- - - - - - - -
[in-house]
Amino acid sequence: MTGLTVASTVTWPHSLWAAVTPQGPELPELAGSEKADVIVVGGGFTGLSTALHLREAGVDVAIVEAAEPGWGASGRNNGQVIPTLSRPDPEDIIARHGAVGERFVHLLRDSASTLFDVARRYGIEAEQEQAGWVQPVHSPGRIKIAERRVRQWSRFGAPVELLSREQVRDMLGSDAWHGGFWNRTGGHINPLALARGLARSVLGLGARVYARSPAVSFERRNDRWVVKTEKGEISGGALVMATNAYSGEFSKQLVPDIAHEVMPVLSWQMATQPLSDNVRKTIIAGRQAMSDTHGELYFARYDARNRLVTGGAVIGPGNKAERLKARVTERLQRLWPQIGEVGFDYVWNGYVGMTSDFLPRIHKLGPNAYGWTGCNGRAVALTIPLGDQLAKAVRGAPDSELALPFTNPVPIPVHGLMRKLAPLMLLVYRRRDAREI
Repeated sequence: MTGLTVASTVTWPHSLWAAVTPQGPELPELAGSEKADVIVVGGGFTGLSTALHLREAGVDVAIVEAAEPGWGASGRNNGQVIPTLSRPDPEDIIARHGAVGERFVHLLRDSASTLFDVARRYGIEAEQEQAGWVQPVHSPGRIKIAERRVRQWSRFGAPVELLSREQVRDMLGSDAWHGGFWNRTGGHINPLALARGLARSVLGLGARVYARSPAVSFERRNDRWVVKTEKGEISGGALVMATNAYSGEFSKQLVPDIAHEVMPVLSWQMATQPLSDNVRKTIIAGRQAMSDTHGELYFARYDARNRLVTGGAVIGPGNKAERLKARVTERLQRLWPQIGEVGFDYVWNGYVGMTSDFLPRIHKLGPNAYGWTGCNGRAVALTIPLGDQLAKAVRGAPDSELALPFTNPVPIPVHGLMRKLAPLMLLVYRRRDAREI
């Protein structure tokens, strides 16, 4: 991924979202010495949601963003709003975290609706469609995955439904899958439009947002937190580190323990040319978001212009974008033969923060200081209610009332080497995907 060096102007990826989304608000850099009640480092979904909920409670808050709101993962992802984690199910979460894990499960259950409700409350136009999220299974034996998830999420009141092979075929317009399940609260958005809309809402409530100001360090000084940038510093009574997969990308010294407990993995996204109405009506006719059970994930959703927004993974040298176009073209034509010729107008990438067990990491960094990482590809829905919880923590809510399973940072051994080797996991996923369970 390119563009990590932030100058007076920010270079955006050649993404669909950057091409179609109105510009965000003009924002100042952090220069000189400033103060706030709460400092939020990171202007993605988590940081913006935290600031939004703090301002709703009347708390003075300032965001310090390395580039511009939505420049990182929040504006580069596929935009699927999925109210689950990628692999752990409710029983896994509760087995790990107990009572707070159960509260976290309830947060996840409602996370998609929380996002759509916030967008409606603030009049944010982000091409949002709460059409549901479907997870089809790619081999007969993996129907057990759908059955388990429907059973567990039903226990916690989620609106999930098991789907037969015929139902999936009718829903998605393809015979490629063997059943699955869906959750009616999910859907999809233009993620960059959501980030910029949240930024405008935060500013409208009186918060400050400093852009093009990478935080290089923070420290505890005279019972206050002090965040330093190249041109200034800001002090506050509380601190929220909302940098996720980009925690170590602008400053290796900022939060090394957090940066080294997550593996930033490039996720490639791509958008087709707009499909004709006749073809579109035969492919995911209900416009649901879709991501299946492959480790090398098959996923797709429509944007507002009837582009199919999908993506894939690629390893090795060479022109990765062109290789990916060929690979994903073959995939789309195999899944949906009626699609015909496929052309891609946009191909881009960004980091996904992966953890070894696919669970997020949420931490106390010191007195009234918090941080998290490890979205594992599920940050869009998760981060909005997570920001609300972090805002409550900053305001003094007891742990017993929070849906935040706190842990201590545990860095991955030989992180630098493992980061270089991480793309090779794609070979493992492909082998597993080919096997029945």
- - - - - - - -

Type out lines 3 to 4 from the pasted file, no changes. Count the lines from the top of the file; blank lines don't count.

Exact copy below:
Repeated sequence: MTGLTVASTVTWPHSLWAAVTPQGPELPELAGSEKADVIVVGGGFTGLSTALHLREAGVDVAIVEAAEPGWGASGRNNGQVIPTLSRPDPEDIIARHGAVGERFVHLLRDSASTLFDVARRYGIEAEQEQAGWVQPVHSPGRIKIAERRVRQWSRFGAPVELLSREQVRDMLGSDAWHGGFWNRTGGHINPLALARGLARSVLGLGARVYARSPAVSFERRNDRWVVKTEKGEISGGALVMATNAYSGEFSKQLVPDIAHEVMPVLSWQMATQPLSDNVRKTIIAGRQAMSDTHGELYFARYDARNRLVTGGAVIGPGNKAERLKARVTERLQRLWPQIGEVGFDYVWNGYVGMTSDFLPRIHKLGPNAYGWTGCNGRAVALTIPLGDQLAKAVRGAPDSELALPFTNPVPIPVHGLMRKLAPLMLLVYRRRDAREI
């Protein structure tokens, strides 16, 4: 991924979202010495949601963003709003975290609706469609995955439904899958439009947002937190580190323990040319978001212009974008033969923060200081209610009332080497995907 060096102007990826989304608000850099009640480092979904909920409670808050709101993962992802984690199910979460894990499960259950409700409350136009999220299974034996998830999420009141092979075929317009399940609260958005809309809402409530100001360090000084940038510093009574997969990308010294407990993995996204109405009506006719059970994930959703927004993974040298176009073209034509010729107008990438067990990491960094990482590809829905919880923590809510399973940072051994080797996991996923369970 390119563009990590932030100058007076920010270079955006050649993404669909950057091409179609109105510009965000003009924002100042952090220069000189400033103060706030709460400092939020990171202007993605988590940081913006935290600031939004703090301002709703009347708390003075300032965001310090390395580039511009939505420049990182929040504006580069596929935009699927999925109210689950990628692999752990409710029983896994509760087995790990107990009572707070159960509260976290309830947060996840409602996370998609929380996002759509916030967008409606603030009049944010982000091409949002709460059409549901479907997870089809790619081999007969993996129907057990759908059955388990429907059973567990039903226990916690989620609106999930098991789907037969015929139902999936009718829903998605393809015979490629063997059943699955869906959750009616999910859907999809233009993620960059959501980030910029949240930024405008935060500013409208009186918060400050400093852009093009990478935080290089923070420290505890005279019972206050002090965040330093190249041109200034800001002090506050509380601190929220909302940098996720980009925690170590602008400053290796900022939060090394957090940066080294997550593996930033490039996720490639791509958008087709707009499909004709006749073809579109035969492919995911209900416009649901879709991501299946492959480790090398098959996923797709429509944007507002009837582009199919999908993506894939690629390893090795060479022109990765062109290789990916060929690979994903073959995939789309195999899944949906009626699609015909496929052309891609946009191909881009960004980091996904992966953890070894696919669970997020949420931490106390010191007195009234918090941080998290490890979205594992599920940050869009998760981060909005997570920001609300972090805002409550900053305001003094007891742990017993929070849906935040706190842990201590545990860095991955030989992180630098493992980061270089991480793309090779794609070979493992492909082998597993080919096997029945």